(Verbatim from Conjecture’s internal document.)
This document is for Conjecture and includes employees, interns, and collaborators. Note that this policy is not retroactive; any past discussions on this subject have been informal.
This policy applies only to direct infohazards related to AGI Capabilities. To be completely clear: this is about infohazards, not PR hazards, reputational hazards, etc.; and this is about AGI capabilities.
Examples of presumptive infohazards:
1-3 are obvious. 4-5 are dangerous because they attract more attention to ideas that increase average negative externality. If in the future we want to hide more types of information that are not covered by the current policy, we should explicitly extend the scope of what is hidden.
Siloing of information and projects is important even within Conjecture. Generally any individual team member working on secret projects may disclose to others that they are working on secret projects, but nothing more.
The default mantra is “need to know”. Does this person need to know X? If not, don’t say anything. Ideally, no one that does not need to know should know how many secret projects exist, which projects people work on, and what any of those projects are about.
While one should not proactively offer that they are keeping a secret, we should strive for meta-honesty. This means that when asked directly we should be transparent that we are observing an infohazard policy that hides things, and explain why we are doing so.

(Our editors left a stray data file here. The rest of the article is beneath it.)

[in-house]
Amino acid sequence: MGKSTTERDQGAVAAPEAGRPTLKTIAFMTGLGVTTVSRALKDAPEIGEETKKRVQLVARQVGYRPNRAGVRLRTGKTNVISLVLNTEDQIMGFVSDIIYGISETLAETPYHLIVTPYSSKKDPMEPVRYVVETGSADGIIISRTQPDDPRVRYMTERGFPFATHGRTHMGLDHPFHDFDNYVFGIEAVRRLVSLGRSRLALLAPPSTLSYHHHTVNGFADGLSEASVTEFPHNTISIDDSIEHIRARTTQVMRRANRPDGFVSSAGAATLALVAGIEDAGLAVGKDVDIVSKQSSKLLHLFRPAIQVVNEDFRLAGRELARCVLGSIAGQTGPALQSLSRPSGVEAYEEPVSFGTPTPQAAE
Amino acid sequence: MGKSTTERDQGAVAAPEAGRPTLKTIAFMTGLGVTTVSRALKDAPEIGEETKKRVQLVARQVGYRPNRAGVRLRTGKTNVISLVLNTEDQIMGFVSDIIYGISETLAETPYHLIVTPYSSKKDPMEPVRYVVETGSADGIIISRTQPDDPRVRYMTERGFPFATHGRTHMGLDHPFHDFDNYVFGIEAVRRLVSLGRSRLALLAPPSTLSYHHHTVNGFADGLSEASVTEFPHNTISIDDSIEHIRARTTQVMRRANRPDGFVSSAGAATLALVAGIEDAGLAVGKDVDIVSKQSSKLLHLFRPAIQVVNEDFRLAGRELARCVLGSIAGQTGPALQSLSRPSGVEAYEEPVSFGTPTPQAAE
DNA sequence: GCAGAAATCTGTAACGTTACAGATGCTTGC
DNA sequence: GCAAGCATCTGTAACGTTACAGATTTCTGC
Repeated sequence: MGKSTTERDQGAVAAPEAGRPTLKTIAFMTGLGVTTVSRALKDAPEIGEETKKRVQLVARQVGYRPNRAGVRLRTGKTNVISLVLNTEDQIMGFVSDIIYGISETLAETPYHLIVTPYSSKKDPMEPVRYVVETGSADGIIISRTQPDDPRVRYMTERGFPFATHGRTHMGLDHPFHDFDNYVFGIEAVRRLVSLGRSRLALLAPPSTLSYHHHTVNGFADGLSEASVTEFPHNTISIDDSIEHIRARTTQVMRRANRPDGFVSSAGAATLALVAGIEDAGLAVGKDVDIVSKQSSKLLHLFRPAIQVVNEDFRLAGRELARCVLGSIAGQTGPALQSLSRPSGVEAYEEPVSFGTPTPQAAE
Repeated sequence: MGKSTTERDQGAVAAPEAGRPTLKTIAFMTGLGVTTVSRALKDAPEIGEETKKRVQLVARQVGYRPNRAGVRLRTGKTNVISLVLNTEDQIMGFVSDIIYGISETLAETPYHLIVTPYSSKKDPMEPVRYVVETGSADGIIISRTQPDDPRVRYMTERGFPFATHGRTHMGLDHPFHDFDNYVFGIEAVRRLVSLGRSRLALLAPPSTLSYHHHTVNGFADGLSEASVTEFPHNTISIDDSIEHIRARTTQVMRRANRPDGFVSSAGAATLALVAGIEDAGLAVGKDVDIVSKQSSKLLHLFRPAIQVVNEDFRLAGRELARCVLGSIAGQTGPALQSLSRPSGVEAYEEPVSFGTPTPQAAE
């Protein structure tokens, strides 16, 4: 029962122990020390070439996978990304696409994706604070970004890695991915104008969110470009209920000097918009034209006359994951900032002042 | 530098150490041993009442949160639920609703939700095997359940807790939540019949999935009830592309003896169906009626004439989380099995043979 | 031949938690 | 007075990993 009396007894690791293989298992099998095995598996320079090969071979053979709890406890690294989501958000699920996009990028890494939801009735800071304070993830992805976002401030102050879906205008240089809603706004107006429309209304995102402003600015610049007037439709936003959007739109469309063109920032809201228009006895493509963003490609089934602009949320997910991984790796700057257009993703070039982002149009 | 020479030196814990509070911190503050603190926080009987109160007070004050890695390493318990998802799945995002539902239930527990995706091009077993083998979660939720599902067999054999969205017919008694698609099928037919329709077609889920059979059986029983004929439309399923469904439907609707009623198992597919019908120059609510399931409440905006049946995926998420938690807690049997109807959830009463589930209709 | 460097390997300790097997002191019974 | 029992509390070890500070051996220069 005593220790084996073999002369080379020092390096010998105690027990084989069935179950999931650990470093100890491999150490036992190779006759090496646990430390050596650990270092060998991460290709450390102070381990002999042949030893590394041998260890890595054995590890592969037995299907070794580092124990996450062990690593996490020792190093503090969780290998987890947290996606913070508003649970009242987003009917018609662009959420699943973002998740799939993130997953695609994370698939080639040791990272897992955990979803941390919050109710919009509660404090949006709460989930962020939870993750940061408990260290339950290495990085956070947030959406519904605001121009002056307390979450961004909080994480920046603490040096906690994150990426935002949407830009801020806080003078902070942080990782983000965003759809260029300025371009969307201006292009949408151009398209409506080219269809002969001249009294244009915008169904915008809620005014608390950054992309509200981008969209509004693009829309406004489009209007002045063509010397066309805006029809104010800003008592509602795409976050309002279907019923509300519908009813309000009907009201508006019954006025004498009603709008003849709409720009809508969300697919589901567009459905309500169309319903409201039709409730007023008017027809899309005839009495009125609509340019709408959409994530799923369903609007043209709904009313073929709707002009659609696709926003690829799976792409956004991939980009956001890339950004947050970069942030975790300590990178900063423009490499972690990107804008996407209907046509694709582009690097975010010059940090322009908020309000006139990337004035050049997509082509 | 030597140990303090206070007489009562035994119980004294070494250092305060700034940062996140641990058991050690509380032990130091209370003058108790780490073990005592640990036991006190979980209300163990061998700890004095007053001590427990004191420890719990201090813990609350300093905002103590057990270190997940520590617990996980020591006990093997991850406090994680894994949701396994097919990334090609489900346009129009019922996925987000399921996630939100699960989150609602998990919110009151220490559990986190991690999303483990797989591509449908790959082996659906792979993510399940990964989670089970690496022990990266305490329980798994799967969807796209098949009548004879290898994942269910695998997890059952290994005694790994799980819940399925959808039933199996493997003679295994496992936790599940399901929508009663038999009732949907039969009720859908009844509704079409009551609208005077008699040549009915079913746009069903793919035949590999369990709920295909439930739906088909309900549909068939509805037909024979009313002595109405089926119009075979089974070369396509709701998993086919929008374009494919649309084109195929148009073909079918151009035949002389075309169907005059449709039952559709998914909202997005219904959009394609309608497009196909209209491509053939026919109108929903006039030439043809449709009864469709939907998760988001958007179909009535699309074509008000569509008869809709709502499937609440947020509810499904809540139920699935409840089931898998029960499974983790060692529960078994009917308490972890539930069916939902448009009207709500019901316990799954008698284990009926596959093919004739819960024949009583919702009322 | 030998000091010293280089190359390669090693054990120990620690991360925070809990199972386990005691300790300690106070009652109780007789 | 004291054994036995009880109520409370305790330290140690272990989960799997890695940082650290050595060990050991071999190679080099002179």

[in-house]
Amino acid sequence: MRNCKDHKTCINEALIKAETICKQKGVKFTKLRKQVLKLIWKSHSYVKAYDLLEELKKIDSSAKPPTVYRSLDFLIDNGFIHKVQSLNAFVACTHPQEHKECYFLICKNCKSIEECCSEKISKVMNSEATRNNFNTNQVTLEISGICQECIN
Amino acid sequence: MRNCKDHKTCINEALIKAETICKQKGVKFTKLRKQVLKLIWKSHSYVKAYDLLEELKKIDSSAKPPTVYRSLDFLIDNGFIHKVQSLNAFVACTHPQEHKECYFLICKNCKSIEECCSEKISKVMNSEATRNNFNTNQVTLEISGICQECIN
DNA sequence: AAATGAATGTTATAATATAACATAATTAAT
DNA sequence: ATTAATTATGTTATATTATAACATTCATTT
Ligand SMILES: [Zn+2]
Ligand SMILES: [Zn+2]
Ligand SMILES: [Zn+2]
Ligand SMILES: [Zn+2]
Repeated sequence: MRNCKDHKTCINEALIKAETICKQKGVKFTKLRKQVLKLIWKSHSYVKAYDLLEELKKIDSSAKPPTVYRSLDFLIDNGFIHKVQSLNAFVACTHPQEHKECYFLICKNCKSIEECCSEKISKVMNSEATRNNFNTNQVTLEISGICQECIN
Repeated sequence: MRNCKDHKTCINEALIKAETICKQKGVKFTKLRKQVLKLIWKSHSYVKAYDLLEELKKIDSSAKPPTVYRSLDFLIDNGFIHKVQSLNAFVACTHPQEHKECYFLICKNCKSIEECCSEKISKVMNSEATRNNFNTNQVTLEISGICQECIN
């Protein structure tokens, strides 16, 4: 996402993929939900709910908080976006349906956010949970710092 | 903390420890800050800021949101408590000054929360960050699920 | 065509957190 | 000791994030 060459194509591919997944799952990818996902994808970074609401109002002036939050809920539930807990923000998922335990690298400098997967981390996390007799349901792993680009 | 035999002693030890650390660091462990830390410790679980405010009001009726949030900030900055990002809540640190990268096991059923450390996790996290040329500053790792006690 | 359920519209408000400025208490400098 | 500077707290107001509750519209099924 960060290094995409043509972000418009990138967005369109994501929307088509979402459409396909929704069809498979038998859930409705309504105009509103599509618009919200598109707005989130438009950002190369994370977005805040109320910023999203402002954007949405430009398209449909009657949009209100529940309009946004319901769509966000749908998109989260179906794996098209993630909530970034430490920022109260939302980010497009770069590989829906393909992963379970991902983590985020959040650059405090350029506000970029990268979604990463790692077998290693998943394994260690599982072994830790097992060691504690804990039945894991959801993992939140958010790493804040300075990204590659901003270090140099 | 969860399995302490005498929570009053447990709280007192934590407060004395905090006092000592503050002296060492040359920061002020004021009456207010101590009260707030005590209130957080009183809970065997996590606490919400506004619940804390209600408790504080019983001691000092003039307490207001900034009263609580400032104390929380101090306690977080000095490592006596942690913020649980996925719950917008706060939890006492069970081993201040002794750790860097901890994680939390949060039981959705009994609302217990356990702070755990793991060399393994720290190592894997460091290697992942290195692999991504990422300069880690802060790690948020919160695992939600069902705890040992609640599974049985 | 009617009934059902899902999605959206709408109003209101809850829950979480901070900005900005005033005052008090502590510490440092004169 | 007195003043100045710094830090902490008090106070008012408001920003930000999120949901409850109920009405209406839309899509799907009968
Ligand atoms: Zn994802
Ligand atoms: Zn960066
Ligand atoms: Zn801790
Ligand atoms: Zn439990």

There are three levels of disclosure that we will apply.
We will consider these levels of disclosure for following types of information:
Each project that is secret or private must have an access document associated with it that lists who knows about the secret and any whitelisted information. This document is a minor infosecurity hazard, but is important for coordination.
An appointed infohazard coordinator has access to all secrets and private projects. For Conjecture, this person is Connor, and the succession chain goes Connor → Gabe → Sid → Adam. When collaborating with other organizations on a secret or private project, each organization’s appointed coordinator has access to the project. This clause ensures there is a dedicated person to discuss infohazards with, help set standards, and resolve ambiguity when questions arise. A second benefit of the coordinator is strategy: whoever is driving Conjecture should have a map of what we are working on and what we are intentionally not working on.
Leaking infohazardous information is a major breach of trust not just at Conjecture but in the alignment community as a whole. Intentional violation of the policy will result in immediate dismissal from the company. This applies to senior leadership as well. Mistakes are different from intentional leaking of infohazards.
More details on the levels of disclosure are below, and additional detail on consequences and the process for discerning if leaked information was shared intentionally or not is discussed in “Processes”.